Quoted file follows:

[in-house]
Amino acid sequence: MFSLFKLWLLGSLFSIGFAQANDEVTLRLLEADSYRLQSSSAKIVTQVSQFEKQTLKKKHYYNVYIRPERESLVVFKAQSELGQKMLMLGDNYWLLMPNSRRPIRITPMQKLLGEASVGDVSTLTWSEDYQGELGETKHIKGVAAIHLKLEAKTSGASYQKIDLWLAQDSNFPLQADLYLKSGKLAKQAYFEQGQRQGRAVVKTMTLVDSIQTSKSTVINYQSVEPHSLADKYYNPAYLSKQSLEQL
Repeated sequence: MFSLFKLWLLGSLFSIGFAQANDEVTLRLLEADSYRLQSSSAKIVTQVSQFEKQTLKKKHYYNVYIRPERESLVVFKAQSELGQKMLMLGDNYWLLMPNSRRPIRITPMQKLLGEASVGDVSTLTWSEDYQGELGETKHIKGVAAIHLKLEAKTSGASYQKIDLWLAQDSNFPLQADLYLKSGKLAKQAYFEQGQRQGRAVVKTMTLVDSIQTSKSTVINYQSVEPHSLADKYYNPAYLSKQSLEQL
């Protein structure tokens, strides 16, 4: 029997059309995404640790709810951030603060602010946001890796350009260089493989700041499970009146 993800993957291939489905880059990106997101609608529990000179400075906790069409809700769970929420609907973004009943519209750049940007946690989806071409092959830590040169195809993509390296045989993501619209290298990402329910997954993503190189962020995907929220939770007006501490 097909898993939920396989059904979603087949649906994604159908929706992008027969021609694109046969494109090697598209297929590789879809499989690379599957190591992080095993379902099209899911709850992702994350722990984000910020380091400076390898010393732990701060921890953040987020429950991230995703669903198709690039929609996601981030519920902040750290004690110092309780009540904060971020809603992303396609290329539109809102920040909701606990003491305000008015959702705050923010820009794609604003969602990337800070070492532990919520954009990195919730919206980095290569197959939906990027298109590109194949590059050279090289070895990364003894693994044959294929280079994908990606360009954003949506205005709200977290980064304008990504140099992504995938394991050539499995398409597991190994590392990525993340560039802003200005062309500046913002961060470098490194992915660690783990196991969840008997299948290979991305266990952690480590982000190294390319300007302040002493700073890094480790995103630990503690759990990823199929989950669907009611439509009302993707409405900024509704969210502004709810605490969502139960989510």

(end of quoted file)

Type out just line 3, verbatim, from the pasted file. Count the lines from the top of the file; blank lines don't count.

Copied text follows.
Repeated sequence: MFSLFKLWLLGSLFSIGFAQANDEVTLRLLEADSYRLQSSSAKIVTQVSQFEKQTLKKKHYYNVYIRPERESLVVFKAQSELGQKMLMLGDNYWLLMPNSRRPIRITPMQKLLGEASVGDVSTLTWSEDYQGELGETKHIKGVAAIHLKLEAKTSGASYQKIDLWLAQDSNFPLQADLYLKSGKLAKQAYFEQGQRQGRAVVKTMTLVDSIQTSKSTVINYQSVEPHSLADKYYNPAYLSKQSLEQL